so long as the next of kin or executor has made this specific request.
Are coffins sold back to funeral directors for re-use?
Emphatically not ! The coffin and the body inside are cremated together. There are occasions where the deceased or the family of the deceased
have opted for using a cardboard coffin in which their loved one will be cremated. When this happens families sometimes want to have a more
aesthetically pleasing outer coffin or container on the catafalque during the service. Families therefore will opt for either a pall (a cloth
covering the cardboard coffin), or a ‘cocoon coffin’ (an outer shell that covers the cardboard coffin) or will decorate a cardboard coffin
themselves. Neither the pall nor the cocoon is cremated. It is important to understand that the pall and cocoon do NOT contain the body of the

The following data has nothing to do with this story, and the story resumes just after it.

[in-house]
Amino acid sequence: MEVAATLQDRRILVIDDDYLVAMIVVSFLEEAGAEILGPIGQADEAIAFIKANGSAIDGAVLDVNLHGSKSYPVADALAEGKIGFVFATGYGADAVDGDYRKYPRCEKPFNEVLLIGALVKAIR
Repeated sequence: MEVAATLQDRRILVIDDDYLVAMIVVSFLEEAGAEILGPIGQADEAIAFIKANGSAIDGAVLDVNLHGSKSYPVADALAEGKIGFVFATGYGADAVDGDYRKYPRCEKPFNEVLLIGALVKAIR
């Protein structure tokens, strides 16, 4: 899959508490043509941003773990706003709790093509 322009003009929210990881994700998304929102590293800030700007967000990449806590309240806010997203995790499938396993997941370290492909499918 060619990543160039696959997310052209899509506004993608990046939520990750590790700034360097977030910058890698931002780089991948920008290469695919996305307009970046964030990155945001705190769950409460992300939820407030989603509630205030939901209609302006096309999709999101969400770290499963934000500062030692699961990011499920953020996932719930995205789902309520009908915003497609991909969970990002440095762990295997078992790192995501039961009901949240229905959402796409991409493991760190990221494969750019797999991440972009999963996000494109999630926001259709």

deceased; they are simply superficial coverings for another form of coffin.
Can I visit to see what happens behind the scenes?
Yes. At Mortlake you can call into the office, without prior appointment, and request to see all that takes place - whether cremations are taking
place or not; the choice is yours. This open door policy helps to dispel the myths that abound. On seeing the cremation process the viewer can
be reassured that all cremations take place individually, coffins are cremated with the deceased and that identity is maintained throughout the
process so that a family can be sure that they receive the correct cremated remains.
Where can I find out more information about cremation?
The ICCM’s Charter for the Bereaved gives detailed information about all aspects of the cremation process and encompasses environmental
and social aspects. You can obtain a full reference copy of the Charter document from their website at www.iccm-uk.com.